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Pain. 2003 Oct;105(3):481-8.

Analgesic and placebo effects of thalamic stimulation.

Author information

1
Faculté de Médecine, Neurochirurgie, Université de Sherbrooke, 3001 12e Avenue Nord, Sherbrooke, QC, Canada J1H 5N4. serge.marchand@usherbrooke.ca

Abstract

Numerous clinical studies have reported successful relief of chronic pain with sensory thalamic stimulation. However, even with the extensive use of sensory thalamic stimulation as a clinical tool in the relief of chronic pain, the results are still inconsistent. This discrepancy could probably be explained by the fact that the majority of these studies are case reports or retrospective analyses, which have often used imprecise pain measurements that do not allow a rigorous statistical evaluation of pain relief. None of these studies measured the effect of stimulation on clinical pain for longer than a few hours per day, which is an important aspect considering that clinical pain can vary over time. Moreover, placebo controls are seldom included. In the current study, we measured patients' pain perception at home over a 2-week period, both during days of normal stimulation of the sensory thalamus and during days without stimulation. Patients also came to the laboratory to assess the effects of thalamic and placebo stimulation on clinical pain, experimental heat pain, innocuous air puff and visual stimulation. A potential relation between the perceived paresthesia and analgesic efficacy during thalamic and placebo stimulation was also explored. We found that thalamic stimulation significantly affected clinical and experimental pain perception, but that an important placebo component also exists. On the other hand, neither thalamic nor placebo stimulation affected air puff and visual ratings, suggesting that the effect applies specifically to pain and hence is not caused by a general change in attention. The level of paresthesia elicited during the placebo manipulation was also directly correlated with the degree of placebo pain relief. These results suggest that thalamic stimulation produces a small but significant reduction in pain perception, but that a significant placebo effect also exists.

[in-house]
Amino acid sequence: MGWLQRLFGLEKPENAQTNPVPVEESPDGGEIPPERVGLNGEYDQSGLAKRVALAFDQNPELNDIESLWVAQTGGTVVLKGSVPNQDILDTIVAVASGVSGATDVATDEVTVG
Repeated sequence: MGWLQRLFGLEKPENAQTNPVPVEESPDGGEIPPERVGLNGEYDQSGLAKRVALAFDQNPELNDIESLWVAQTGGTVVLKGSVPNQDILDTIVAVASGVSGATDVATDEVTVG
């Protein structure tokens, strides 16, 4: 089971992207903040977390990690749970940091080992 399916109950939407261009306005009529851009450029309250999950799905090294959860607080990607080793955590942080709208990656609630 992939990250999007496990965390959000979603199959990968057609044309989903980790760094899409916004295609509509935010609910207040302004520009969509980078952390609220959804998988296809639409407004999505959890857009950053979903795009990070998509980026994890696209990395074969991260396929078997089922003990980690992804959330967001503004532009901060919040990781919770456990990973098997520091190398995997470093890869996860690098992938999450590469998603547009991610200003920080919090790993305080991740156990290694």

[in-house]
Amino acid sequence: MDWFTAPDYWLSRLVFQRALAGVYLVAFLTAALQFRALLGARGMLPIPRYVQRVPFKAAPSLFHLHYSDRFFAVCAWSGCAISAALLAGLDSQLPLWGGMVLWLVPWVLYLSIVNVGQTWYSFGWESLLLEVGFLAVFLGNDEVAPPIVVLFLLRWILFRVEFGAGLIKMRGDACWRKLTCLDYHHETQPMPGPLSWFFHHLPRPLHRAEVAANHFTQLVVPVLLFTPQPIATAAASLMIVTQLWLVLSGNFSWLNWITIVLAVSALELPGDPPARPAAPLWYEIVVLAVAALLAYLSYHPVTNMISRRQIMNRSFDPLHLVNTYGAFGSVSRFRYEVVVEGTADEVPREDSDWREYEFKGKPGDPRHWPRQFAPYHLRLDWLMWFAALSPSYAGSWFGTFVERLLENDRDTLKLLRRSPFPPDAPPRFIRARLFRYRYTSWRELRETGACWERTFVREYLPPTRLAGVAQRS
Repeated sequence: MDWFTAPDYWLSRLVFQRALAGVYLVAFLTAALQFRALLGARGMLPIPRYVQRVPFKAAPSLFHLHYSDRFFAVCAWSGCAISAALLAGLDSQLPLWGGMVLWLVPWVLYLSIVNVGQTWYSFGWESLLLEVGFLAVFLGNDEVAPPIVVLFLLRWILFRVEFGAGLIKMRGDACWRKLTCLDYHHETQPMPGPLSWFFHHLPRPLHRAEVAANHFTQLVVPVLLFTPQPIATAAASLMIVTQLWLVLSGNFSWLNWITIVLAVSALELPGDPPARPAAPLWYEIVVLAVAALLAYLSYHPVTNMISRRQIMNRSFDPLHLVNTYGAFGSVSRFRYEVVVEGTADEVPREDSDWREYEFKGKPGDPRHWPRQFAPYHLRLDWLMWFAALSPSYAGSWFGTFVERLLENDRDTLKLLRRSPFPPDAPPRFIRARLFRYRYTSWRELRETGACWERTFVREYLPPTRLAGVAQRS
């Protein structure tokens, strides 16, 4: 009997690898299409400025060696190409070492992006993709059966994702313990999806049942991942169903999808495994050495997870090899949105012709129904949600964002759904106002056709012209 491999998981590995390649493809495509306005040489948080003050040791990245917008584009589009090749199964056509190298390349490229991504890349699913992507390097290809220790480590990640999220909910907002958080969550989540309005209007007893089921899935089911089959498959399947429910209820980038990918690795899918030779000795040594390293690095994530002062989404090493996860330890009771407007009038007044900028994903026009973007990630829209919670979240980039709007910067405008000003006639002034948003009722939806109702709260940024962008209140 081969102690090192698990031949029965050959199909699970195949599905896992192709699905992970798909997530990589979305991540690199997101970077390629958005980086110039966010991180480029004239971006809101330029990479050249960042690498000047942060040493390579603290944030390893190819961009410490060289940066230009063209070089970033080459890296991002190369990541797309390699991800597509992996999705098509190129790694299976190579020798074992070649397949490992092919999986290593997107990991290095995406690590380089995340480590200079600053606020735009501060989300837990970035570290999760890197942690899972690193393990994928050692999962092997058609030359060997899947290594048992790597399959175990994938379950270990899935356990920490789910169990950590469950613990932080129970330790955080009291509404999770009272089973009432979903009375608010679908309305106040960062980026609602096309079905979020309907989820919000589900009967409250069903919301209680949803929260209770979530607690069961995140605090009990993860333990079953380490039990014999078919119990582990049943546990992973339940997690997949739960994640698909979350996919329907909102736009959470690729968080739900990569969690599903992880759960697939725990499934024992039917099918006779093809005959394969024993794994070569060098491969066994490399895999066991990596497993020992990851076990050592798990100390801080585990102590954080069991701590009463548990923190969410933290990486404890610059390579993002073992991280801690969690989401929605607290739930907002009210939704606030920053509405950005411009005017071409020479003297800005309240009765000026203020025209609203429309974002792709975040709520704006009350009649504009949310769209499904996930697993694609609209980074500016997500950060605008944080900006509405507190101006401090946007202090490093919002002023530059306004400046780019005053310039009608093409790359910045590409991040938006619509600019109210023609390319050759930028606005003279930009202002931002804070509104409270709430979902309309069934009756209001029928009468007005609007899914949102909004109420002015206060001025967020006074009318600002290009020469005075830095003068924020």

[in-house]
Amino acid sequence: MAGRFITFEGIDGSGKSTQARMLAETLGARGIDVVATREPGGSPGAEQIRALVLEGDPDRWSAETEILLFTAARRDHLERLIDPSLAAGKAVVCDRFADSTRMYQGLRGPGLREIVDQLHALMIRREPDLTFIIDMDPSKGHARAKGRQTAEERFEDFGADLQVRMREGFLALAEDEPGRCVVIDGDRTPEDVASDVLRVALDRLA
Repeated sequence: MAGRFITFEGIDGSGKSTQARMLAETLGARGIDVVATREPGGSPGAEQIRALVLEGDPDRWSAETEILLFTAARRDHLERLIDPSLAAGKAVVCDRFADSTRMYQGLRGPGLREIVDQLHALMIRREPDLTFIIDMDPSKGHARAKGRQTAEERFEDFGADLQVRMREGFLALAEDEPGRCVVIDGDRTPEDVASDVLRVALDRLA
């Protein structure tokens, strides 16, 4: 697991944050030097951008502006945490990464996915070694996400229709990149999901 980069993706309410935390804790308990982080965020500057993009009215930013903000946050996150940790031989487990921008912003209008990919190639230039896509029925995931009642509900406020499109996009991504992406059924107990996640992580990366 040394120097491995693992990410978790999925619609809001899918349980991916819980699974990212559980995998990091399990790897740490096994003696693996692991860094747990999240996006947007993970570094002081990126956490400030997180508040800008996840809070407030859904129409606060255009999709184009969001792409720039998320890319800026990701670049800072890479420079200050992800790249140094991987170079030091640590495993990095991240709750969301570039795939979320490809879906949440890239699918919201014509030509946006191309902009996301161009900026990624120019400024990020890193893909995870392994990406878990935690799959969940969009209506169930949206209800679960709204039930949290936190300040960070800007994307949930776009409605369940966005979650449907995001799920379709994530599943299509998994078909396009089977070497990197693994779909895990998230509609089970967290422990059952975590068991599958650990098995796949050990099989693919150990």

PMID:
14527708
DOI:
10.1016/s0304-3959(03)00265-3
[Indexed for MEDLINE]

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